Montgomery County executive Isiah Leggett has released his budget proposal for the upcoming fiscal year. And unlike past years, it actually adds county jobs instead of cutting them, and includes bonuses for current employees. Even so, there are still many hurdles to clear before those things can become a reality.
Eighty-percent of the county's more than $4 billion budget is spent on employee wages and benefits. During the past four years, Leggett says the county has sacrificed a lot, so this year he's including $2,000 bonuses for each worker.
"They've not received increases in salaries. They've been furloughed," says Leggett. "Seen reductions in health care, reductions in pension. And they continue to provide a productive level of service for this county."
In addition, Leggett wants to add 92 positions countywide after cutting more than 1,200 jobs in the past three years. Almost 60 of those new spots will be in the police department, and chief Thomas Manger says that will allow his department to better respond to spikes in crime in specific areas.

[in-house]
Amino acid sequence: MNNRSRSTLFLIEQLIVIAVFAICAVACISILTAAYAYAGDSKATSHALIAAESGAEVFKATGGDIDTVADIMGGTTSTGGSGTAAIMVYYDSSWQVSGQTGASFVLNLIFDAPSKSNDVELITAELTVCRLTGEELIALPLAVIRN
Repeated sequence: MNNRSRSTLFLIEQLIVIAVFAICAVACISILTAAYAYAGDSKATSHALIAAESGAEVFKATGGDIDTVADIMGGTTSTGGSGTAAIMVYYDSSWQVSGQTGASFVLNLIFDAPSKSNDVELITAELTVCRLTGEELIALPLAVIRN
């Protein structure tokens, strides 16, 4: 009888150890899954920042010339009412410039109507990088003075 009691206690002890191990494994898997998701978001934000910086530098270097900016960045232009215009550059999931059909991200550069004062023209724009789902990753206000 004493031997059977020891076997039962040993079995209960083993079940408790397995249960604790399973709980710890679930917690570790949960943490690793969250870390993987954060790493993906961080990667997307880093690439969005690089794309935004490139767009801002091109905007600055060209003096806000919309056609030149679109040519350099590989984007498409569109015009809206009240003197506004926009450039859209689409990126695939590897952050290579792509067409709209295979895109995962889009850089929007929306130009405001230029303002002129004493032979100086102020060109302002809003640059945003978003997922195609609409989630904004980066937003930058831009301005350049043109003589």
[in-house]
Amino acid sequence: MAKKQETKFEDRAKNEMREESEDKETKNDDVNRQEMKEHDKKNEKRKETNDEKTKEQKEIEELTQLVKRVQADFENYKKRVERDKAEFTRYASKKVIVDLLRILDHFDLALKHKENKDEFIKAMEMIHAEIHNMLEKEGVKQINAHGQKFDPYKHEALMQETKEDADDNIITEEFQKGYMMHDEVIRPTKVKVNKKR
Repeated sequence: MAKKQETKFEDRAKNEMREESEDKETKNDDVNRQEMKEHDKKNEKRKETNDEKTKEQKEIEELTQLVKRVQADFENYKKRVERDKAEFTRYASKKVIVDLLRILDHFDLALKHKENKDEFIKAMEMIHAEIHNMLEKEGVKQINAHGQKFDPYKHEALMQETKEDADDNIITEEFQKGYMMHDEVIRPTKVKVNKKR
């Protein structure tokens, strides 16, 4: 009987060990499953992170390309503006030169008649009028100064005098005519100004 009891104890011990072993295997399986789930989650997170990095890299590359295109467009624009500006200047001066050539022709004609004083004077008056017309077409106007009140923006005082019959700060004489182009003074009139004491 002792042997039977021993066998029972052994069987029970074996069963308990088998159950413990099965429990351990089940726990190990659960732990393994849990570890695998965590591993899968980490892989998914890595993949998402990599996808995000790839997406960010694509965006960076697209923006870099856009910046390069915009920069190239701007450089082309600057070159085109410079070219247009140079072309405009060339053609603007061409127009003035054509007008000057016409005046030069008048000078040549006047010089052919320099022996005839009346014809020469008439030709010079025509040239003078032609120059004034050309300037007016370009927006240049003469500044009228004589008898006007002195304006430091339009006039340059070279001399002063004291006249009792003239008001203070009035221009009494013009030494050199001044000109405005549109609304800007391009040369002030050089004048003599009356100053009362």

"Countywide we saw a decrease in robberies," says Leggett. "Our Wheaton district, saw a 20-percent increase in robberies. There are specific neighborhoods in Aspen Hill and downtown Wheaton -- that's where you're going to see additional patrol officers."
But state lawmakers can change all of this. One bill in Annapolis would shift part of the burden of paying teacher pensions to county governments. That, and a few other proposals, could cost Montgomery County almost $200 million says county executive Isiah Leggett.
"It would affect our bottom line. It would affect potentially our credit rating," says Leggett. "And it would affect the quality of services."
Should the doomsday scenario occur, Leggett advised against raising taxes at the county level: "Our income tax is at the maximum level at 3.2 percent. Our property tax the last few years have at least been at the charter level. The increase in the fuel energy tax. You add all those together, there isn't a whole lot of flexibility."
The county council will have the final say on the budget.
Virginia's attorney general Ken Cuccinelli will face former Democratic National Committee chairman Terry McAuliffe in November to become Virginia's 72nd governor.